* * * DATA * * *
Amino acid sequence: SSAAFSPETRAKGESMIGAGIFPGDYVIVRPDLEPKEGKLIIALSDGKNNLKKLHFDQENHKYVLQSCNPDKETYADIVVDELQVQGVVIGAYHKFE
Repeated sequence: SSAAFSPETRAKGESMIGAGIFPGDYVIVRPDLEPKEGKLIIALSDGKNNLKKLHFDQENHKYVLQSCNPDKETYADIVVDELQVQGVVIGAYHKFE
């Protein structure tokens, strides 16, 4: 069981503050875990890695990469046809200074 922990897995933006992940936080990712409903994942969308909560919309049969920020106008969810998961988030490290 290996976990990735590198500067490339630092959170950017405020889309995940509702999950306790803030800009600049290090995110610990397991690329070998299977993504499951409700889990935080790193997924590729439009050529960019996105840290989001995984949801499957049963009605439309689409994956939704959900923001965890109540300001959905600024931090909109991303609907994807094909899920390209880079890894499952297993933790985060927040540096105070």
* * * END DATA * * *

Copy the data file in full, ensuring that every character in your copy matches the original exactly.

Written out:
Amino acid sequence: SSAAFSPETRAKGESMIGAGIFPGDYVIVRPDLEPKEGKLIIALSDGKNNLKKLHFDQENHKYVLQSCNPDKETYADIVVDELQVQGVVIGAYHKFE
Repeated sequence: SSAAFSPETRAKGESMIGAGIFPGDYVIVRPDLEPKEGKLIIALSDGKNNLKKLHFDQENHKYVLQSCNPDKETYADIVVDELQVQGVVIGAYHKFE
């Protein structure tokens, strides 16, 4: 069981503050875990890695990469046809200074 922990897995933006992940936080990712409903994942969308909560919309049969920020106008969810998961988030490290 290996976990990735590198500067490339630092959170950017405020889309995940509702999950306790803030800009600049290090995110610990397991690329070998299977993504499951409700889990935080790193997924590729439009050529960019996105840290989001995984949801499957049963009605439309689409994956939704959900923001965890109540300001959905600024931090909109991303609907994807094909899920390209880079890894499952297993933790985060927040540096105070």